“Can you sing tonight?”

This request stuns me silent. It is an hour past bedtime. The bath and books are done and we’re actually in bed, which is no small feat at the end of a day involving a swimming pool, a river kayak, and a playground. He’s wiggly. He’s stalling.

What stuns me more than his request is the realization that I don’t remember which lullabies used to accompany us during this sweet, sleepy time. Half a year has passed at least. Maybe more? A parent once wrote that none of us knows when it’s the last time we read Goodnight Moon out loud, or the last time we give our kiddo a piggyback. Only later, when weeks have passed or maybe months, do we realize we’re characters in a whole new chapter. The one before is over and we failed to catch the moment the page turned.

For Bug and me, singing slipped away as silent as seasons. December 2013 is the most recent reference to bedtime songs here on SmirkPretty. Those nights of music are now impossibly long ago. He’s already tall enough to fill the bed.

Tonight, though, he cuddles up against me.

“Baby Beluga?” I ask.

He scrunches up his nose and shakes his head. “Anything besides that one.”

I stroke his damp hair. “You know what’s weird? I don’t remember any of the other songs we used to sing at bedtime. Do you?”

He thinks for a minute. “Oh yeah! ‘The Cat Came Back.’ And also ‘Big Rock Candy Mountain.'”

Yes. Our trio of lullabies comes riding the current and spills over me. The same three songs, every night for what seemed like forever but turned out to be just a blink.

So I begin.

Old Mr. Johnson had troubles of his own,
he had a yellow cat that wouldn’t leave his home.

My lips shape the words, my throat the melody. It comes from somewhere other than conscious memory, rising from down in that pocket of the brain where the old rituals live. The lyrics are stored deep in there alongside maps of my childhood neighborhood and the uncanny ability, even after neglecting to touch a piano for decades, to play Chopsticks flawlessly on the first go.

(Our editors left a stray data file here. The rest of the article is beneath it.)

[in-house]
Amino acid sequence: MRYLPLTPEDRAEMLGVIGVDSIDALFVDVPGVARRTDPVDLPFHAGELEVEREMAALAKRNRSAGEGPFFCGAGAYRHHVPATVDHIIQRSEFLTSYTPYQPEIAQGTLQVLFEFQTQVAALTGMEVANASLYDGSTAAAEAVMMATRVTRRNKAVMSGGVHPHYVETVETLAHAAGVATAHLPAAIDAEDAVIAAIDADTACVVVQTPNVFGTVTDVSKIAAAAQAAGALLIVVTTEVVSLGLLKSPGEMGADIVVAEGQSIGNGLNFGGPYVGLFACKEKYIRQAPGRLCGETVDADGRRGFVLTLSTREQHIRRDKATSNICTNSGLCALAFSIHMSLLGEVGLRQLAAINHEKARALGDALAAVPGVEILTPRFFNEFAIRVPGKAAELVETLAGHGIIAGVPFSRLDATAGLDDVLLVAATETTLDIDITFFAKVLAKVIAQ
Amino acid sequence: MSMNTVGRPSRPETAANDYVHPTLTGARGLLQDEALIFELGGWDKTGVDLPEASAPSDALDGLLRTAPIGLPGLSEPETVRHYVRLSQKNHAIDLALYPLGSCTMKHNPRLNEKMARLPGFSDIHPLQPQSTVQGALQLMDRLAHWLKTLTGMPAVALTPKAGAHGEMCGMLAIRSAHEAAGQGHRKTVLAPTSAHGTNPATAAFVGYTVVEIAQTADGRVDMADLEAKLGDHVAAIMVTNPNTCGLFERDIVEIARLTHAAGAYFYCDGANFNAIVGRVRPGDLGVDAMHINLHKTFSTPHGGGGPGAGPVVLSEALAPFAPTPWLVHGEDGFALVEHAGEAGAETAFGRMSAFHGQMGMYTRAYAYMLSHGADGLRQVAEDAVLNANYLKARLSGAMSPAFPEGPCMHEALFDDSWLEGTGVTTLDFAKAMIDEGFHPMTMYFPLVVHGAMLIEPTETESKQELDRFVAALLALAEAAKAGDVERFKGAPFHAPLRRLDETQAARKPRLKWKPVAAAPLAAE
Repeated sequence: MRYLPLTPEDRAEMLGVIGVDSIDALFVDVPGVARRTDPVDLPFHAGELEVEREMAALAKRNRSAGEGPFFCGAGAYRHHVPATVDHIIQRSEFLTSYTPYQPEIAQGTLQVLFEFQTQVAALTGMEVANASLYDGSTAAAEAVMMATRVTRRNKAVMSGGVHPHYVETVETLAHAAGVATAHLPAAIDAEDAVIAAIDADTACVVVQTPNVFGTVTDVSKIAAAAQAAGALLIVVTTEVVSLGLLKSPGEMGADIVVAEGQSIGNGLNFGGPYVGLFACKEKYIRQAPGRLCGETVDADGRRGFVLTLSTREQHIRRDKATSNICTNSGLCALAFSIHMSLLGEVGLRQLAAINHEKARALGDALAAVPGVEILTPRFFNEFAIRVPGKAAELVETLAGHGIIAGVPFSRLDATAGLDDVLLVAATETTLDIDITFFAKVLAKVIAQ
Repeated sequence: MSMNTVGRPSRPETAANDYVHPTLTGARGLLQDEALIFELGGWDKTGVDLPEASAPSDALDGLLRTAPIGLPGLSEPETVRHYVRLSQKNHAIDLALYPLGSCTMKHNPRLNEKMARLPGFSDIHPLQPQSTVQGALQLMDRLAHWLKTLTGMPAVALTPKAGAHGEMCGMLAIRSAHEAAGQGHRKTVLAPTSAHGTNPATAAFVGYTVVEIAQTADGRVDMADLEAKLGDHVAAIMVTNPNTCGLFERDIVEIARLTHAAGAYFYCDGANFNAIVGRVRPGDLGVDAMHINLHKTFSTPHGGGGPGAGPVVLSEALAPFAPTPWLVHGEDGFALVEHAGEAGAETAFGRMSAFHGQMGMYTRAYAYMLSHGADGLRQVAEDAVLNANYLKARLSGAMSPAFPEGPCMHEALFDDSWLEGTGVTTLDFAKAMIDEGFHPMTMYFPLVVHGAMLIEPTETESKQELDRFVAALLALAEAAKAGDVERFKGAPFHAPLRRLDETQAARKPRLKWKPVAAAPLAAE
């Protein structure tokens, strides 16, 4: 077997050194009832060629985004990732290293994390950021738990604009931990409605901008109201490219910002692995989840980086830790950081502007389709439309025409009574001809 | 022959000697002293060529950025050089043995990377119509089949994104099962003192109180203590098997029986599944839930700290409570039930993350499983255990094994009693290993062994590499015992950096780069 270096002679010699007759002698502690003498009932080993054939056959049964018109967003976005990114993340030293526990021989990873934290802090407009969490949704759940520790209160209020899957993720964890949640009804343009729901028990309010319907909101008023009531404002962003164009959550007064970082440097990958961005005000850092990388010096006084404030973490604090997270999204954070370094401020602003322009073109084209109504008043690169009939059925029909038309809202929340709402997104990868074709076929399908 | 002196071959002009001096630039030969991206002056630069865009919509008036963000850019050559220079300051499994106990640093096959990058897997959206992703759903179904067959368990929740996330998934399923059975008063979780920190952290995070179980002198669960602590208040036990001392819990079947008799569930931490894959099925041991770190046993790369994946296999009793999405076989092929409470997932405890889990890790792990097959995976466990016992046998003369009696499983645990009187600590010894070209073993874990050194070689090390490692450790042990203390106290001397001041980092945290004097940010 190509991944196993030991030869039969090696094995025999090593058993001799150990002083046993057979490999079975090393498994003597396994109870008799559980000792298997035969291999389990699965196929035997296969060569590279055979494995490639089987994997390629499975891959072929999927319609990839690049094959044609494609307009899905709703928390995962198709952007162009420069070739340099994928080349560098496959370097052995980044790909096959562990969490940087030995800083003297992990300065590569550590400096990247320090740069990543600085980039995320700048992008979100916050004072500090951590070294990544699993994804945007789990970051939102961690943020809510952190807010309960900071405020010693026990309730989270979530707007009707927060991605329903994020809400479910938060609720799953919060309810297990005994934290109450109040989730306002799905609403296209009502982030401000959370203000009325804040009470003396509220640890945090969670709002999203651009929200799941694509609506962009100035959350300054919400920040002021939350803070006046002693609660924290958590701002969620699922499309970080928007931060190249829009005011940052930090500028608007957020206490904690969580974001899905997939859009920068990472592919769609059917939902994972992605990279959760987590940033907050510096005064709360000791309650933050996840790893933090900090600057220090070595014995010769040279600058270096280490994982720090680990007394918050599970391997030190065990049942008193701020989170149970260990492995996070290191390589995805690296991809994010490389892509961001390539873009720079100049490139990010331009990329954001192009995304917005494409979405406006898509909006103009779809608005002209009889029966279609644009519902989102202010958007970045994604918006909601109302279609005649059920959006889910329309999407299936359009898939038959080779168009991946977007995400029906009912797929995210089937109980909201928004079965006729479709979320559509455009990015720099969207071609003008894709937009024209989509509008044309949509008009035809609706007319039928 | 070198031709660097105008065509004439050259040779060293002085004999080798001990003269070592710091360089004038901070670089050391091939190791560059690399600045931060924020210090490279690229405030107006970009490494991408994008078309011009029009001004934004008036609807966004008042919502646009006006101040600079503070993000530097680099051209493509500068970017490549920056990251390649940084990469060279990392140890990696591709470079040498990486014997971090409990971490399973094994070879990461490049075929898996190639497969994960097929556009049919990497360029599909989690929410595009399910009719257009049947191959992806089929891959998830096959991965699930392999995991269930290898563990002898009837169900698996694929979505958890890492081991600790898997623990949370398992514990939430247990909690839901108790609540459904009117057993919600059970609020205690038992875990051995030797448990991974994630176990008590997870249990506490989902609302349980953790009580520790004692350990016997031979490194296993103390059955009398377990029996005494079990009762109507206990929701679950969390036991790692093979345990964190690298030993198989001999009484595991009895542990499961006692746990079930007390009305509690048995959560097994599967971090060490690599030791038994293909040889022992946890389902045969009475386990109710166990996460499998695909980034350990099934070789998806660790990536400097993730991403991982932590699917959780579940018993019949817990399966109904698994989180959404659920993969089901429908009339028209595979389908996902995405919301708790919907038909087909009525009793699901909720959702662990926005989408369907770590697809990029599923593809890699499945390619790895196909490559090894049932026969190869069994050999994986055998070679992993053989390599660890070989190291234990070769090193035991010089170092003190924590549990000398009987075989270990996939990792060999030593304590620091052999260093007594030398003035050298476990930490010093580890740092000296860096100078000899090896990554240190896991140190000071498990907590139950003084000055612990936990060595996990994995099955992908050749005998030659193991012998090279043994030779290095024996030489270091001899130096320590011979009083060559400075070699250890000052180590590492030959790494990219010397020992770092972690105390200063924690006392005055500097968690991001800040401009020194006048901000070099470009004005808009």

I understand now that this moment could be the first in a reawakening of bedtime music, or might be the farewell tour. The only certainty is that it’s here now.

They thought he was a goner
but the cat came back,
he just couldn’t stay away.

Bug’s head settles on my shoulder and I sing each line, full and slow. My voice wraps itself around my boy. He falls into its waiting arms and lets it carry him to sleep.

Love, Relationships

Don’t Blink

Maybe when the moving van is idling in the driveway. Or as the plane lifts off. Maybe when the only ones left encircle the bed with whispers of permission. Or when chain link goes up around the place where lovers learned to fox trot long before they could imagine what would be lost.

It’s rarely so clear when we have our last shot.

Endings don’t come with a narrative pause.

When they do, the impulse is to fold like shutters. Pain approaches on horseback. Voiceless momentum, the vibration down low, the faint stink of iron and scorched powder. Get small and douse the lights. Better yet, dash out the side door and don’t look back.